Coronavirus Pandemic

The first case of an unknown source of the new coronavirus in the United States has just occurred this week in California, 50 miles from San Francisco. The mayor of this city declared a state of emergency. San Diego and several other U.S. counties have done the same, even without having a single case. World markets falter. Trump and members of his cabinet gave a press conference about the new coronavirus, trying to calm the public and the markets.

It is first appropriate to update the new terminology. The official name of the disease is Covid-19, while the virus that causes it is SARS-CoV-2. With this taxonomy, the World Health Organization tries to avoid stigmas against countries or populations. A pandemic is the spread of a new disease worldwide. With more than 83,000 cases and 2,850 deaths in 53 countries, it is reasonable to talk about Covid-19 as a pandemic. China, as the country of where the disease originated, has the highest number of cases (79,000), followed by South Korea (almost 2,000), Italy (655), Iran (245) and Japan (214). In the United States there are 60 confirmed cases, with recent evidence of local transmission, not linked to travelers from China or other endemic countries. It is strange that there are only two reported cases on the African continent — one in Egypt and one in Algeria — when there is a large Chinese presence in Africa. In Latin America, only one case has been reported in Brazil.

The numbers reported above refer only to confirmed cases with a specialized and expensive diagnostic test (called RT-PCR) that is not available everywhere. Many infected people who are asymptomatic or have mild symptoms, and who have not received the diagnostic test, are not counted. The actual number of infected people is therefore much higher. The obligatory question is when the SARS-CoV-2 will arrive in Mexico, or if it is already there and we have not yet detected it: The absence of evidence is not evidence of absence. Mexico has a good epidemiological surveillance system, derived from previous administrations, and a current undersecretary experienced with the previous H1N1 influenza pandemic. However, the existence of a semi-failed state, coupled with deep budget cuts in health, will require a strategic and well-coordinated prevention effort, avoiding complacency.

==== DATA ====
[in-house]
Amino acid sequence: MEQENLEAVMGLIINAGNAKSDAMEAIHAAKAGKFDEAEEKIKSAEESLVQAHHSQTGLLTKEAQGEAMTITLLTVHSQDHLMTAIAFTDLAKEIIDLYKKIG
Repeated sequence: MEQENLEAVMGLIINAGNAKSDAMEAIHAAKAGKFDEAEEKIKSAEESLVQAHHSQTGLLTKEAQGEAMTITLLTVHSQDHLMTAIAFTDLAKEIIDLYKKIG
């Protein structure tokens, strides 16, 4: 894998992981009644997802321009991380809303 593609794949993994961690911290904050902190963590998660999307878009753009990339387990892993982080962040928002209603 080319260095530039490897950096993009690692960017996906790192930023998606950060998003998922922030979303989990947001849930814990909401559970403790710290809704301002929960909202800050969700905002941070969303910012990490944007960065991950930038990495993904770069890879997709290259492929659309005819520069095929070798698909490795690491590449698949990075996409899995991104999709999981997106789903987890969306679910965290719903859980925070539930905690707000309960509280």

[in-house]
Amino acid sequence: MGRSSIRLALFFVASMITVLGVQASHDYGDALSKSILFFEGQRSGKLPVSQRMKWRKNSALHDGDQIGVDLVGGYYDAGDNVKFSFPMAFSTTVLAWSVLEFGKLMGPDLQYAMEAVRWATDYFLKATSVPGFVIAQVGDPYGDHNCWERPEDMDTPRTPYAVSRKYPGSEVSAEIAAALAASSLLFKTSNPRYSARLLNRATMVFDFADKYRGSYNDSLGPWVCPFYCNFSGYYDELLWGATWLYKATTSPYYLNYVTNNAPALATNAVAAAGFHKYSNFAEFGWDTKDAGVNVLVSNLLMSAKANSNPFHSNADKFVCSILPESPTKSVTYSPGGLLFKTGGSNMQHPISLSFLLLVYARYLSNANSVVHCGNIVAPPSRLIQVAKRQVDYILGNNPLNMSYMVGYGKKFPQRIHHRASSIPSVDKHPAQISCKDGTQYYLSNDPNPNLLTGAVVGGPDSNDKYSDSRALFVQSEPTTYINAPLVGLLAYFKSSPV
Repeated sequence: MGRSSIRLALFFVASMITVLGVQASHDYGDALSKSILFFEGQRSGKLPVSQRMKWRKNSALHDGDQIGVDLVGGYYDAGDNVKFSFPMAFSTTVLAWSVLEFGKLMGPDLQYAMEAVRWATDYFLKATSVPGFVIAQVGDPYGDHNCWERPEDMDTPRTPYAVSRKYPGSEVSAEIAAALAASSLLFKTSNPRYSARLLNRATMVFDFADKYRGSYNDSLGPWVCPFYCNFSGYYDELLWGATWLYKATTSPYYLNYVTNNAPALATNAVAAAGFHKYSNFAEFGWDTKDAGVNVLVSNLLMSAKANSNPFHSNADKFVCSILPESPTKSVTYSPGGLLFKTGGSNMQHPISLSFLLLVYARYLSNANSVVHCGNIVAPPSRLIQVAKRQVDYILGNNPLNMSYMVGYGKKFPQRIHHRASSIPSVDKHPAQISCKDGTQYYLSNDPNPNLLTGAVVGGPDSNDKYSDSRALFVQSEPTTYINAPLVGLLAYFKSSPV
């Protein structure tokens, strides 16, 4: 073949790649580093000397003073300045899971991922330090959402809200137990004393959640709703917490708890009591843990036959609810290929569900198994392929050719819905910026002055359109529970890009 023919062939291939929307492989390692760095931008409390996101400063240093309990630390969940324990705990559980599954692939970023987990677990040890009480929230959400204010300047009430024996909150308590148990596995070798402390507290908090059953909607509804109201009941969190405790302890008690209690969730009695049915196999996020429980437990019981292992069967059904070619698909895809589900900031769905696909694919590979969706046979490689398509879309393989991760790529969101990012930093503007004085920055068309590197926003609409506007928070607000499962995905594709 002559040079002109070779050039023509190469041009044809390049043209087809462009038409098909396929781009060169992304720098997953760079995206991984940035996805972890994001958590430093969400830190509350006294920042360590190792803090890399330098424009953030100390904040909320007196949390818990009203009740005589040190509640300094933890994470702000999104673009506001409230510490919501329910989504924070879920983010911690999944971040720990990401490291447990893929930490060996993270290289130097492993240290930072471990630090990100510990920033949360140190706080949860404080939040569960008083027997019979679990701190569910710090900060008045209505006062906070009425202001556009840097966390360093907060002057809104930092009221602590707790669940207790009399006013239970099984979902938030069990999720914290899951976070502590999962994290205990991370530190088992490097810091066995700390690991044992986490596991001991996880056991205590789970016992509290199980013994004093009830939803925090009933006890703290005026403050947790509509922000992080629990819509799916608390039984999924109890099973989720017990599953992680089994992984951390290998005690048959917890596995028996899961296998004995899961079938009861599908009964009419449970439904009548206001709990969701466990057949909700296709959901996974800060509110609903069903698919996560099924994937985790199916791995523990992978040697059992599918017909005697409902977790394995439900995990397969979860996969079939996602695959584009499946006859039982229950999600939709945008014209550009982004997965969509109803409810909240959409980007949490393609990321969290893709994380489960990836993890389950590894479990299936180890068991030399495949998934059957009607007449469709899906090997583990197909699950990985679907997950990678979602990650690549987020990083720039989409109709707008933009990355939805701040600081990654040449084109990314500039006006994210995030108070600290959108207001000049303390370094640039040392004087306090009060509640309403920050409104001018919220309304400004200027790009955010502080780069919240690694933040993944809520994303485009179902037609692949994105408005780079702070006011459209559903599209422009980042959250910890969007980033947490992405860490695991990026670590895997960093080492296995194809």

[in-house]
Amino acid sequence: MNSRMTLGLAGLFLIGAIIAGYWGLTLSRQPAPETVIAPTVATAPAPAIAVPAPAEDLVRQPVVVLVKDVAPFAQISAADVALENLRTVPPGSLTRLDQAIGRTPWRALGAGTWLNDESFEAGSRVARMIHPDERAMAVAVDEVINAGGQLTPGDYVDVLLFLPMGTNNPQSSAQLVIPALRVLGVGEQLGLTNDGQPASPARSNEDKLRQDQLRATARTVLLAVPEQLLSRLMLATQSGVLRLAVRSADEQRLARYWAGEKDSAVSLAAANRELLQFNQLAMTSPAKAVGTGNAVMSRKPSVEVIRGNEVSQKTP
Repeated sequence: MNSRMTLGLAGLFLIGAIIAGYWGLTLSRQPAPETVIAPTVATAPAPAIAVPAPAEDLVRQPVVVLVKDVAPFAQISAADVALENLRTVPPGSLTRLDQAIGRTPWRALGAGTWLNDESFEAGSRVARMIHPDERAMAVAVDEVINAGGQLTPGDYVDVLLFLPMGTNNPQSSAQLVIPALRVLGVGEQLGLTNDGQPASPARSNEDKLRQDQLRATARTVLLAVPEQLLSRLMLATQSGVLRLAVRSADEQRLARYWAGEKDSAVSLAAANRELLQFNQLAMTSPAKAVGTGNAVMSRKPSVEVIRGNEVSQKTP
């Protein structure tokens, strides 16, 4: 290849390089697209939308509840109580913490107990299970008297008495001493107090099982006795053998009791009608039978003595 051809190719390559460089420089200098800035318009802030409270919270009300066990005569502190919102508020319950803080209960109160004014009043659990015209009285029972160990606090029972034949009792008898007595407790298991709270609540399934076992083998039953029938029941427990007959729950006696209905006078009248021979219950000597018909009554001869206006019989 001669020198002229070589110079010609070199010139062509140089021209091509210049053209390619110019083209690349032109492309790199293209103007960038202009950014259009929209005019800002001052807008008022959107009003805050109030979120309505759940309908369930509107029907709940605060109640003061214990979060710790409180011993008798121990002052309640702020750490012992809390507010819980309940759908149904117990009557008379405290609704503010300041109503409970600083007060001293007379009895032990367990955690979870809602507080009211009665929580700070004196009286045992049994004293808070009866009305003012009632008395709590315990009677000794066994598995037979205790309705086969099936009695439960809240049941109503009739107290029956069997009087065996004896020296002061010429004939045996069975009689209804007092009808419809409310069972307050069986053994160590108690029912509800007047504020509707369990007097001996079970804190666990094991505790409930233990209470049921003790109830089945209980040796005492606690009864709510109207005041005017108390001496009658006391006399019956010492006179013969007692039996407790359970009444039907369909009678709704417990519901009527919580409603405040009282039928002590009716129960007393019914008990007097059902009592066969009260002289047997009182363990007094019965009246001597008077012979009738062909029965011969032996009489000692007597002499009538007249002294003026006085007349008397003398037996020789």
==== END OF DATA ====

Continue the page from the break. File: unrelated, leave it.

Covid-19 presents with common symptoms: fever and dry cough in 80% of cases; difficulty breathing with pulmonary fluid in 15%; and need for intensive care in 5%. It is estimated that an infected person infects another 2 or 3 people. The incubation period is on average 5 days. The distinctive thing about people with Covid-19 is that they can transmit the disease even when they are not exhibiting symptoms. It is striking that there have been no deaths in children under 9 years of age. On the other hand, cases in people aged 70 – 79 have a lethality of 8%, and those over 80 of 15%. The risk of death is greater in people who already suffer from chronic diseases, such as hypertension, diabetes or heart disease.

The economic and social consequences of this new pandemic, in addition to human suffering, are incalculable. The supply chain is already being severely affected, as are the tourism industry and international travel. Countless cultural, scientific and business events have been canceled due to fear of contagion. The Olympic games in Japan could be canceled. It is important to avoid panic, as well as conspiracy theories.

The good news is the enormous worldwide scientific progress, which has allowed us to isolate the virus and identify its genomic sequence in a matter of days. An experimental vaccine is already being tested in animals, and a drug (remdesivir) in humans. This new coronavirus pandemic, like the previous ones, will eventually be controlled.

This essay was originally published in Spanish in Reforma. Jaime Sepúlveda is director of the Institute of Global Health at the University of California, San Francisco. George Rutherford is a professor at the same Institute.